Shooters Forum banner

1 - 6 of 6 Posts

·
Registered
Joined
·
36 Posts
Discussion Starter #1 (Edited)
When conicals are fired in a rifled percussion muzzleloader, their base expands and obturates the bore of the barrel.

1) What shape should we expect to see when the round ball exits the muzzle?


2) What shape should we expect to see when the conical exits the muzzle?



Thank you

PS.

This is the last of my questions for at least 2 months.
 

·
Super Moderator
Joined
·
13,448 Posts
Usually I see the shape of the front sight returning to position. Can't see the projectiles at all.

That said, if you have a high speed camera, the answer will depend on the pressure of the load and the hardness of the projectile alloy. If you have too much pressure it may cause serious deformation. It can squash the ball front to back (disastrous for accuracy in a smoothbore, because now you have a shape with irregular air resistance as it tumbles). Too much pressure can blow the skirt open on a hollow base conical bullet, like a Minie Ball, as it exits, and that creates a lot of extra drag. If you don't have enough pressure to cause any deformation, a hollow skirt may not expand to engage rifling. If it is low enough, little to no deformation takes place.
 

·
Registered
Joined
·
36 Posts
Discussion Starter #3
Usually I see the shape of the front sight returning to position. Can't see the projectiles at all.

That said, if you have a high speed camera, the answer will depend on the pressure of the load and the hardness of the projectile alloy. IF you have too much pressure it may cause serious deformation. It can squash the ball front to back (disastrous for accuracy in a smoothbore, because now you have a shape with irregular air resistance as it tumbles). Too much pressure can blow the skirt open on a hollow base conical bullet, like a Minie Ball, as it exits, and that creates a lot of extra drag. If you don't have enough pressure to cause any deformation, a hollow skirt may not expand to engage rifling. If it is low enough, little to no deformation takes place.
Thanks UncleNick!
 

·
Banned
Joined
·
255 Posts
If you can hit something soft/fluffy at long range you can look at the projectile after it stops. Wood shavings, straw, sawdust etc. at 400 yards should not deform the bullet much on impact. You can pour sawdust through a screen to recover the bullet..
 

·
Registered
Joined
·
1,388 Posts
It also makes a difference which way the camera shutter open and closes. If it movesthe same direction as the projectile the projectile will be elongated. If it moves the opposite direction the projectile image will be shortened. If it moves transversely the image will be sloped at the top or conversely at the bottom depending on which way the shutter was moving.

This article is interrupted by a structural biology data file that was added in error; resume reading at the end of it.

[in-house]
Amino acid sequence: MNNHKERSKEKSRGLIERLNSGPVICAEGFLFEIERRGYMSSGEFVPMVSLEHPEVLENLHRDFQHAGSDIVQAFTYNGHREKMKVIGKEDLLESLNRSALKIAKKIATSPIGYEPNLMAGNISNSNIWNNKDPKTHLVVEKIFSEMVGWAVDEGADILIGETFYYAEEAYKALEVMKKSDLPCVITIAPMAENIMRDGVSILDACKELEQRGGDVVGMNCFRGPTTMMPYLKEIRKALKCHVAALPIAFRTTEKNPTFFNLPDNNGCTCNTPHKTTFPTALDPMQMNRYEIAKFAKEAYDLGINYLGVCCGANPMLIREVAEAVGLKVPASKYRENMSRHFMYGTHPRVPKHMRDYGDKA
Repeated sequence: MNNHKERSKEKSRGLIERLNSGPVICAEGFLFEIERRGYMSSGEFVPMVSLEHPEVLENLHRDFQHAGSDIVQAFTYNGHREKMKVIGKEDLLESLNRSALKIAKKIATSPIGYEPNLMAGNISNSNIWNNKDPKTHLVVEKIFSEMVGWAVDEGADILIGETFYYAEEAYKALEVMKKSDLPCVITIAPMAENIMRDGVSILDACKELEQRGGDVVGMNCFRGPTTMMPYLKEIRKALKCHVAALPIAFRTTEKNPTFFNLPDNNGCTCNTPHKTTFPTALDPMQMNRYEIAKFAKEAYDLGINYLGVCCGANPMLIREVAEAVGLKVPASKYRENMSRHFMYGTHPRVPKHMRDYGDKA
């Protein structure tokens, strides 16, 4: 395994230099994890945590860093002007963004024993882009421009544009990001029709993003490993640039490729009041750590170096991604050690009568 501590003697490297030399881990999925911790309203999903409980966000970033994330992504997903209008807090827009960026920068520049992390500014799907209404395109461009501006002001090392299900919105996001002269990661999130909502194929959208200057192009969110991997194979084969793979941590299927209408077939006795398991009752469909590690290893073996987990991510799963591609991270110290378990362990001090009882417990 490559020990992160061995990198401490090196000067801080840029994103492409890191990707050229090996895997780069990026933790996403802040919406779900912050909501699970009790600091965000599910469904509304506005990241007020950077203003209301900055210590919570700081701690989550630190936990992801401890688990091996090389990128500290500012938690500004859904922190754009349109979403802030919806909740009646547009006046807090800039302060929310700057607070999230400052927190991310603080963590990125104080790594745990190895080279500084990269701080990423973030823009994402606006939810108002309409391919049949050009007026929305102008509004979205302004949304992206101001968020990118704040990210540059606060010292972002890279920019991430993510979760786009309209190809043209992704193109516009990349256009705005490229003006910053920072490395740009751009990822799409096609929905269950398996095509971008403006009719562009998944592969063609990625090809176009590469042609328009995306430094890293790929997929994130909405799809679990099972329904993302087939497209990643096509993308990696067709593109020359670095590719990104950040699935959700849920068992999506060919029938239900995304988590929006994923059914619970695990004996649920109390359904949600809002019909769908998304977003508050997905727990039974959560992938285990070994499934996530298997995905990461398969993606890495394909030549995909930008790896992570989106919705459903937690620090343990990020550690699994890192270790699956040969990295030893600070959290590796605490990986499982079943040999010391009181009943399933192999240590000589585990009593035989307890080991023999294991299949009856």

·
Super Moderator
Joined
·
13,448 Posts
I don't think the modern digital electronic cameras have shutters, per se. You can look at the display at the back like a TV monitor and when you press the "shutter" button it just captures whatever the sensor array output is at that moment. In a slow exposure it will capture and average a number of rapid interrogations of the array to filter noise, which is how you see a smear if you don't hold them still. The difference between the high speed and standard versions would be the rate of the CCD scan and the speed of the individual pixel sensors in the array. It takes special low capacitance sensors to react quickly, but they've got them. If you've looked at the Kurzzeit videos online, they are all digital electronic high speed captures. Mostly in the half million to one million frame per second range. Kurzzeit makes the cameras.

Film technology is pretty much gone on modern cameras. Even movies are shot with digital electronic cameras now and the output is printed on film only for distribution. Memory is cheaper than film, is reusable, and they director can view what was just shot a moment later to decide what needs to be redone without waiting for the "dailies" and before makeup has even been removed from the actors. Editing is on computer. All faster and cheaper than the old ways of working.

I find that too bad in some ways. I studied Ansel Adam's books when I was younger and learned to mix developers from scratch to help control contrast and use selected anti-fog chemicals and toners to bring black and white prints to neutral color and to use bleaching to clean whites and Kodalith overlays to get maximum blacks. Quite a process. And I still miss the smell of the darkroom and still admire Adam's black and white prints. But it is obsolete.
 
1 - 6 of 6 Posts
Top